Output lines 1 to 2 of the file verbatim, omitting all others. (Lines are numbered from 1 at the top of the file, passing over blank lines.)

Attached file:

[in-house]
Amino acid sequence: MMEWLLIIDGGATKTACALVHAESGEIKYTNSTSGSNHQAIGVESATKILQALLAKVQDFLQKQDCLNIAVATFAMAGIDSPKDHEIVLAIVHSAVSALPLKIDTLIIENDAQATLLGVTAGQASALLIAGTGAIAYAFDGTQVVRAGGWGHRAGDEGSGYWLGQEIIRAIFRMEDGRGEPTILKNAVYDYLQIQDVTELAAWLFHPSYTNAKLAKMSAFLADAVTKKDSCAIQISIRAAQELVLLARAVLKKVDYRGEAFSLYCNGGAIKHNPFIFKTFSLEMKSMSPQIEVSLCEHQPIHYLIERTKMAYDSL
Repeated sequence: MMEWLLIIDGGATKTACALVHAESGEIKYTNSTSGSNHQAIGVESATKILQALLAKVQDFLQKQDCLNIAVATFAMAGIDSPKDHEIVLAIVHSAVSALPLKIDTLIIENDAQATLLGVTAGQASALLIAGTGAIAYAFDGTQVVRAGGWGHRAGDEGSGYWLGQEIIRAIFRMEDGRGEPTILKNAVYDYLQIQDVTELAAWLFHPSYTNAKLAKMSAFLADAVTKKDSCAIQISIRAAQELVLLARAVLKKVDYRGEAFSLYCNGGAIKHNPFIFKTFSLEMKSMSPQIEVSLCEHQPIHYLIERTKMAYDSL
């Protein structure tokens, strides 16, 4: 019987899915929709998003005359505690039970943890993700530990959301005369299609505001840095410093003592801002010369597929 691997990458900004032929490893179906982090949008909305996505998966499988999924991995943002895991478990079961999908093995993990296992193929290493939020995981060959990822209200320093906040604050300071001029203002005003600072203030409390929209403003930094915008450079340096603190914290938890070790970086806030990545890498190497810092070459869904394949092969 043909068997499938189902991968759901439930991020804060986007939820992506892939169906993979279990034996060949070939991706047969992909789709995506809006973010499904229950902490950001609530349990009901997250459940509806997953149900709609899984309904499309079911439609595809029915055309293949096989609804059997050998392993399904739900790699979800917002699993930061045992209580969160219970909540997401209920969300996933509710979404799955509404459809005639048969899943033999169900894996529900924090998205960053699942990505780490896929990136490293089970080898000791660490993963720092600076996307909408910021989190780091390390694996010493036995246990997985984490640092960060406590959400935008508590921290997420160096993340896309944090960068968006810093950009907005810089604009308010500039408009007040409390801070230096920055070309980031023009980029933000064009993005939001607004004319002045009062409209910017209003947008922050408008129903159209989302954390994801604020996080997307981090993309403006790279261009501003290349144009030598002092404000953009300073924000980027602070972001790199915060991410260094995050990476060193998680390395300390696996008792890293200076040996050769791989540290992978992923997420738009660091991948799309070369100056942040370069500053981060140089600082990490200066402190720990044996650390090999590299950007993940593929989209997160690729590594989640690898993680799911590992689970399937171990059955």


[in-house]
Amino acid sequence: MMEWLLIIDGGATKTACALVHAESGEIKYTNSTSGSNHQAIGVESATKILQALLAKVQDFLQKQDCLNIAVATFAMAGIDSPKDHEIVLAIVHSAVSALPLKIDTLIIENDAQATLLGVTAGQASALLIAGTGAIAYAFDGTQVVRAGGWGHRAGDEGSGYWLGQEIIRAIFRMEDGRGEPTILKNAVYDYLQIQDVTELAAWLFHPSYTNAKLAKMSAFLADAVTKKDSCAIQISIRAAQELVLLARAVLKKVDYRGEAFSLYCNGGAIKHNPFIFKTFSLEMKSMSPQIEVSLCEHQPIHYLIERTKMAYDSL